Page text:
Economic problems 1919-1923

The French invasion of the Ruhr


  • The Treaty of Versailles stated that Germany had to pay fines to the victorious countries of World War One.
  • In 1922, the Weimar Government said that it would not be able to pay the next three years’ instalments.
  • The French Government believed that the Weimar Government could pay but just didn't want to.


  • In January 1923, the French invaded the Ruhr region of Germany.
  • The French took control of factories and mines to collect what was owed to them.
  • The Weimar Government told the Ruhr workers to go on strike.


This created hyper-inflation in Germany:

  • The German currency lost virtually all value.
  • Paper money became worthless.
  • For example, a loaf of bread which cost 250 marks in January 1923 had risen to 200,000 million marks by November 1923.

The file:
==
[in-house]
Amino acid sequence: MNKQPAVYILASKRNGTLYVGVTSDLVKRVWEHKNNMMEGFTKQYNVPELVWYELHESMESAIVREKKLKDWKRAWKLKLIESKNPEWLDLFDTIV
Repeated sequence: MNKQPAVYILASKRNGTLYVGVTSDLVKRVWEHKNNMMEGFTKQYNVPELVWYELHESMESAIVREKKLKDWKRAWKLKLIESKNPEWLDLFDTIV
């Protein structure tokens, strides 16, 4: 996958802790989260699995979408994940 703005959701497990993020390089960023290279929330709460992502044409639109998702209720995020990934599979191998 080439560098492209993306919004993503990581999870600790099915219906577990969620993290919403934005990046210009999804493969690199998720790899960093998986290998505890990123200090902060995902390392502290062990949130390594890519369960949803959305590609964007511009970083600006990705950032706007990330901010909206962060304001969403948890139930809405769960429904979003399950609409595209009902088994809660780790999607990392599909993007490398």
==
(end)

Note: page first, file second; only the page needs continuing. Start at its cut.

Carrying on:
A German woman using money as fuel and putting it into her stove
People burned money to warm their stoves

Results of hyper-inflation

  • People with savings lost the most.
  • The elderly suffered greatly.
  • Germans who were paid monthly were also affected, as their money would lose value before they were paid again.
  • Those who were paid weekly were better off.
  • Those who had taken out loans found it much easier to pay them back.
  • There were food shortages as businesses did not have enough money to purchase goods from farmers.
  • There was a rise in crime as Germans became desperate.

In 1924 the crisis was brought to an end when the USA agreed to give loans to Germany through the Dawes Plan. This meant that Germany now relied on the USA staying strong.

Hyper-inflation had serious repercussions for the Weimar Government.

The German economy now relied on that of the USA. With the Wall Street Crash in 1929, the American economy went into meltdown and the German economy was pulled down with it.